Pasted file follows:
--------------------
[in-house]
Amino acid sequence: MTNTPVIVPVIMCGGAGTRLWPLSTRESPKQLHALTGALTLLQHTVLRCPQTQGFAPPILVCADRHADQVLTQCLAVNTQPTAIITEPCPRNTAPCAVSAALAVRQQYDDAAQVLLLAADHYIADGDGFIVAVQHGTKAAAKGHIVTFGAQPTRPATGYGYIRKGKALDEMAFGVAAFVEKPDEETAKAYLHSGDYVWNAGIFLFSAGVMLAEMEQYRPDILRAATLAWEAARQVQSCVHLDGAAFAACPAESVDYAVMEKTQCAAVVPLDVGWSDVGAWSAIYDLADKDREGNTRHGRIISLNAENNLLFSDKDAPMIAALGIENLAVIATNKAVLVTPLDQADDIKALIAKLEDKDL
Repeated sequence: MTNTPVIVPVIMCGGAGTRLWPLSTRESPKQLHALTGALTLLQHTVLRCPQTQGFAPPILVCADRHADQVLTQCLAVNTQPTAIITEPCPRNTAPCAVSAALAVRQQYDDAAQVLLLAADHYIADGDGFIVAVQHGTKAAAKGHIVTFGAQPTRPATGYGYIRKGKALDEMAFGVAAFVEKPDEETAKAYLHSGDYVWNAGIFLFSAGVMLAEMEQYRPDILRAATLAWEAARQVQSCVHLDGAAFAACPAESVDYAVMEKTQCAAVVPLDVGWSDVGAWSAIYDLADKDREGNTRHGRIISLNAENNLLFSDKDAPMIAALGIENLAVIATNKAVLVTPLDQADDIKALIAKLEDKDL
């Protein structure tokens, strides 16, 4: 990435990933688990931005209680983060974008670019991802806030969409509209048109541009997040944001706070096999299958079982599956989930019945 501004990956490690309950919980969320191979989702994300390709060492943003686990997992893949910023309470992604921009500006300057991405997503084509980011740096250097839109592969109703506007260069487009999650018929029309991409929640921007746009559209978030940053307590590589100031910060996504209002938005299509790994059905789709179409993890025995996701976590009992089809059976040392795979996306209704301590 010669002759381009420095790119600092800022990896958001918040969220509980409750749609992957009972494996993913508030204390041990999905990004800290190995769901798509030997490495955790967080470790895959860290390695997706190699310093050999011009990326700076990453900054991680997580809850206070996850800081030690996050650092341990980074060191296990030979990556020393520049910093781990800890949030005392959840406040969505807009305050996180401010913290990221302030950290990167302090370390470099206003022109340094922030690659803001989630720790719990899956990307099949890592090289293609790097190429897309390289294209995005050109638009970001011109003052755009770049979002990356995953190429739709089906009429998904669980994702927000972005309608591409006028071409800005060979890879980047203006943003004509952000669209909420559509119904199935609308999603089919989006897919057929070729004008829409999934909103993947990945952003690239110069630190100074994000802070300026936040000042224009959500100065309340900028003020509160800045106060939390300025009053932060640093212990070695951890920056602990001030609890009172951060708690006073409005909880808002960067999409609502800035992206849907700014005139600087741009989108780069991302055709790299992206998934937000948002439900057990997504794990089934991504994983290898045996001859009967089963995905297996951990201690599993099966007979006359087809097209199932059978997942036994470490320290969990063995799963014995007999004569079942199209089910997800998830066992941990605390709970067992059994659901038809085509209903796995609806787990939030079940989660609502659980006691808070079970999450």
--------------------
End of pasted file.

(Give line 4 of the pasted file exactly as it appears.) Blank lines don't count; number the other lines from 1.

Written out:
């Protein structure tokens, strides 16, 4: 990435990933688990931005209680983060974008670019991802806030969409509209048109541009997040944001706070096999299958079982599956989930019945 501004990956490690309950919980969320191979989702994300390709060492943003686990997992893949910023309470992604921009500006300057991405997503084509980011740096250097839109592969109703506007260069487009999650018929029309991409929640921007746009559209978030940053307590590589100031910060996504209002938005299509790994059905789709179409993890025995996701976590009992089809059976040392795979996306209704301590 010669002759381009420095790119600092800022990896958001918040969220509980409750749609992957009972494996993913508030204390041990999905990004800290190995769901798509030997490495955790967080470790895959860290390695997706190699310093050999011009990326700076990453900054991680997580809850206070996850800081030690996050650092341990980074060191296990030979990556020393520049910093781990800890949030005392959840406040969505807009305050996180401010913290990221302030950290990167302090370390470099206003022109340094922030690659803001989630720790719990899956990307099949890592090289293609790097190429897309390289294209995005050109638009970001011109003052755009770049979002990356995953190429739709089906009429998904669980994702927000972005309608591409006028071409800005060979890879980047203006943003004509952000669209909420559509119904199935609308999603089919989006897919057929070729004008829409999934909103993947990945952003690239110069630190100074994000802070300026936040000042224009959500100065309340900028003020509160800045106060939390300025009053932060640093212990070695951890920056602990001030609890009172951060708690006073409005909880808002960067999409609502800035992206849907700014005139600087741009989108780069991302055709790299992206998934937000948002439900057990997504794990089934991504994983290898045996001859009967089963995905297996951990201690599993099966007979006359087809097209199932059978997942036994470490320290969990063995799963014995007999004569079942199209089910997800998830066992941990605390709970067992059994659901038809085509209903796995609806787990939030079940989660609502659980006691808070079970999450």